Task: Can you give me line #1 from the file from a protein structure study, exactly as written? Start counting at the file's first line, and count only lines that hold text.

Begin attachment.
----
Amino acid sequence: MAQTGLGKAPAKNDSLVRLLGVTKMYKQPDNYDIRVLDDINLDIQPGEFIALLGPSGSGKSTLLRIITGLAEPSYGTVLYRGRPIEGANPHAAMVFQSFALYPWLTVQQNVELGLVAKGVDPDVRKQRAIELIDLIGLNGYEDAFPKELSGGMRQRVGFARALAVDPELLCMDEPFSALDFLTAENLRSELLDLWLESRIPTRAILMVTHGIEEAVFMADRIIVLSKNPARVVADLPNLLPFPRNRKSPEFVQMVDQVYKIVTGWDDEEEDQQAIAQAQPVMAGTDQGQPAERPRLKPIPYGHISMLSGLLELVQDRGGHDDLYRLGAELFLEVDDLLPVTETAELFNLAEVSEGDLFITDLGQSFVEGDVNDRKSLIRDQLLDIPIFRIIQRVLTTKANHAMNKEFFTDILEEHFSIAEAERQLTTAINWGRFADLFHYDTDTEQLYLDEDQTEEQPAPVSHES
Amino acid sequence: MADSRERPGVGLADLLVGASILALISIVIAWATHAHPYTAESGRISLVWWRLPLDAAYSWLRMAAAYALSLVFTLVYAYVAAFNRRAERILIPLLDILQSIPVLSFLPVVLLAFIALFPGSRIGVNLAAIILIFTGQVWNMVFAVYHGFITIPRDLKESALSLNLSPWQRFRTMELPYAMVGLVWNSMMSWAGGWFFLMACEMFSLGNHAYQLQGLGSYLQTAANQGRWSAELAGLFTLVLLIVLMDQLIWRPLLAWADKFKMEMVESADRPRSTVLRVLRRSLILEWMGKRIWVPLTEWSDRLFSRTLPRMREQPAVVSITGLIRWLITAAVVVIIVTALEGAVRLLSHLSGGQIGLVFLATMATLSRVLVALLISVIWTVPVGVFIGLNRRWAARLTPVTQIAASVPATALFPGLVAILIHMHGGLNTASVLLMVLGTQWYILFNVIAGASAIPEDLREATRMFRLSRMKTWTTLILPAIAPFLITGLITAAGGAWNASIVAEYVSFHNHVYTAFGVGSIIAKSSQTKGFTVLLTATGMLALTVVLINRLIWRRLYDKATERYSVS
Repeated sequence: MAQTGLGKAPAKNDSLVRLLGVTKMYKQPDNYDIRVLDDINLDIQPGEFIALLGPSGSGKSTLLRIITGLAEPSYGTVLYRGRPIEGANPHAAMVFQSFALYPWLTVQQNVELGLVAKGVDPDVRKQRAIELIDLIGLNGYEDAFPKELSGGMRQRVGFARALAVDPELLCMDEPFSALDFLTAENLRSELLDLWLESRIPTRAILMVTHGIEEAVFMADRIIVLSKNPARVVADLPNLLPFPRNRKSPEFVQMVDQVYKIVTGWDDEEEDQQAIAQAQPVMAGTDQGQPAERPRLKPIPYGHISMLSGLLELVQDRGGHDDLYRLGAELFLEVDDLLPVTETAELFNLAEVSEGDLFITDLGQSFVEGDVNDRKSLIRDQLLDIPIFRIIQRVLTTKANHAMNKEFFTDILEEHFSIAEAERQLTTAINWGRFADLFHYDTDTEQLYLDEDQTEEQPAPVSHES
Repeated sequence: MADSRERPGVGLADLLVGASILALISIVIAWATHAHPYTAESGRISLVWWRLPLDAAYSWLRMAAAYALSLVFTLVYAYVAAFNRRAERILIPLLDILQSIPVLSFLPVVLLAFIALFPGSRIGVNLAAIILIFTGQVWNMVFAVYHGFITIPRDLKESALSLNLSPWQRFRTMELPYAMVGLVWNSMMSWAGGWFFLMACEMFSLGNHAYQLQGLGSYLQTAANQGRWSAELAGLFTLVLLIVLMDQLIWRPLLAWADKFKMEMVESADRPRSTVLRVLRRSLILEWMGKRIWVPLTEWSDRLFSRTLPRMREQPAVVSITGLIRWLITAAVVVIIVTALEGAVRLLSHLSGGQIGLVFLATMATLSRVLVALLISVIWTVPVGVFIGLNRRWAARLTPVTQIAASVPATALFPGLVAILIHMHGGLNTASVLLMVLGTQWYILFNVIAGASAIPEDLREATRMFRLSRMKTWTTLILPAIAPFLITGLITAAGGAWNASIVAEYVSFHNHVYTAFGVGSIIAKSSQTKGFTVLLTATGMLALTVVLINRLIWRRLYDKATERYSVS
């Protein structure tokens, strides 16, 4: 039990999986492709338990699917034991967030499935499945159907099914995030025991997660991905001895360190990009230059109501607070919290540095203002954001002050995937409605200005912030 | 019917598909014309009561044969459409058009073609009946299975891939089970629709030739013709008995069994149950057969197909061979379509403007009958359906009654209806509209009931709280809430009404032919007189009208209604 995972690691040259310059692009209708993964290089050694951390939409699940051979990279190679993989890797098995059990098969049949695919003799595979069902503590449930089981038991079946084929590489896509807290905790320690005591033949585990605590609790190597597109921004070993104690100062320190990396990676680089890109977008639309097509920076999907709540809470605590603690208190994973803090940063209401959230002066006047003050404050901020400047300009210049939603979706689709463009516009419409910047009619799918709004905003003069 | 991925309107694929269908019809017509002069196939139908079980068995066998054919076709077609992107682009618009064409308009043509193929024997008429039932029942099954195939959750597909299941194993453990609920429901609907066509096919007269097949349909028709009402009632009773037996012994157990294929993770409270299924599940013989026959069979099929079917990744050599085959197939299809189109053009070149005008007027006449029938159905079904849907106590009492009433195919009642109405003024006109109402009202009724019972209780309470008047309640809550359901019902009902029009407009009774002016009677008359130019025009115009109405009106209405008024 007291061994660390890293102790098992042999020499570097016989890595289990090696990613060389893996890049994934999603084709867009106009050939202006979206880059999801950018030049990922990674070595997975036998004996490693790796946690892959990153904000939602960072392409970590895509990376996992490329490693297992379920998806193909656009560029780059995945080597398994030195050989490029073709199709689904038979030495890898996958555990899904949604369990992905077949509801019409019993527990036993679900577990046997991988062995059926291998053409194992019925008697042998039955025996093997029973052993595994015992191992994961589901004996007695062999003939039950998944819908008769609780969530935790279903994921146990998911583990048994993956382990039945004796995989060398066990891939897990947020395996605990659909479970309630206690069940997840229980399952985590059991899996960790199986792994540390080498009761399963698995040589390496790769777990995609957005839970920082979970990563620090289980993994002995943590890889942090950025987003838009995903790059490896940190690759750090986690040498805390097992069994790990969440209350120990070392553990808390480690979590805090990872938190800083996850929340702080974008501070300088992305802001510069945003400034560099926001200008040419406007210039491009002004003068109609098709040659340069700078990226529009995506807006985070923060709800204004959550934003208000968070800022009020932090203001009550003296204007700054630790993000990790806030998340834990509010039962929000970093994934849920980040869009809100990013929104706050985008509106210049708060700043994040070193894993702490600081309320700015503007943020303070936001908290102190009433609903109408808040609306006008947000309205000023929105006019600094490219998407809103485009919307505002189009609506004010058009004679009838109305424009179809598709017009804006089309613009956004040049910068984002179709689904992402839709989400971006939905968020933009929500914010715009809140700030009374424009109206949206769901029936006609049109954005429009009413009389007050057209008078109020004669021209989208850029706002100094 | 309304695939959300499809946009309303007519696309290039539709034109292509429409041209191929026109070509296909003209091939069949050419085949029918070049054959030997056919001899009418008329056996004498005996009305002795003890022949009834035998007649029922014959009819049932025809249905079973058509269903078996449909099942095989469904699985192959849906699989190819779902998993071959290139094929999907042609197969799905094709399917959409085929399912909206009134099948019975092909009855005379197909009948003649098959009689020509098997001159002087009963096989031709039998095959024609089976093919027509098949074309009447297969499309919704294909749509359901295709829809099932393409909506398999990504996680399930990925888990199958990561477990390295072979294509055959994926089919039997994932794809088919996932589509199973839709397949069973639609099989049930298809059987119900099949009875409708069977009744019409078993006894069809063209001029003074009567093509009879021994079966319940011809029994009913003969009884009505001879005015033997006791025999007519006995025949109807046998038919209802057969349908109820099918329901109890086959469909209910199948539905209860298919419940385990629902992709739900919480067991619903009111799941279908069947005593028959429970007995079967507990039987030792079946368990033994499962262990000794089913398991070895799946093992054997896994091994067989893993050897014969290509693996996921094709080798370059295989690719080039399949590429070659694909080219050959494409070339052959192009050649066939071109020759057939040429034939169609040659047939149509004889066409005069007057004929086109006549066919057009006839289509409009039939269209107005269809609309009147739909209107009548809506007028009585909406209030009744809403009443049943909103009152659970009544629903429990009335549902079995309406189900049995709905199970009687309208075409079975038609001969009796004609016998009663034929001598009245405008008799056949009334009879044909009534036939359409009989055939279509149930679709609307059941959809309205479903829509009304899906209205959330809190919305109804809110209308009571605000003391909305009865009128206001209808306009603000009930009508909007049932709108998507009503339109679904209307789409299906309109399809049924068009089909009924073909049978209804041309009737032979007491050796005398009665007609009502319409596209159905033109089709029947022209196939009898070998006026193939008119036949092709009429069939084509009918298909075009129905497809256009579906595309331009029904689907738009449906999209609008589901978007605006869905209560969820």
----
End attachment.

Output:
Amino acid sequence: MAQTGLGKAPAKNDSLVRLLGVTKMYKQPDNYDIRVLDDINLDIQPGEFIALLGPSGSGKSTLLRIITGLAEPSYGTVLYRGRPIEGANPHAAMVFQSFALYPWLTVQQNVELGLVAKGVDPDVRKQRAIELIDLIGLNGYEDAFPKELSGGMRQRVGFARALAVDPELLCMDEPFSALDFLTAENLRSELLDLWLESRIPTRAILMVTHGIEEAVFMADRIIVLSKNPARVVADLPNLLPFPRNRKSPEFVQMVDQVYKIVTGWDDEEEDQQAIAQAQPVMAGTDQGQPAERPRLKPIPYGHISMLSGLLELVQDRGGHDDLYRLGAELFLEVDDLLPVTETAELFNLAEVSEGDLFITDLGQSFVEGDVNDRKSLIRDQLLDIPIFRIIQRVLTTKANHAMNKEFFTDILEEHFSIAEAERQLTTAINWGRFADLFHYDTDTEQLYLDEDQTEEQPAPVSHES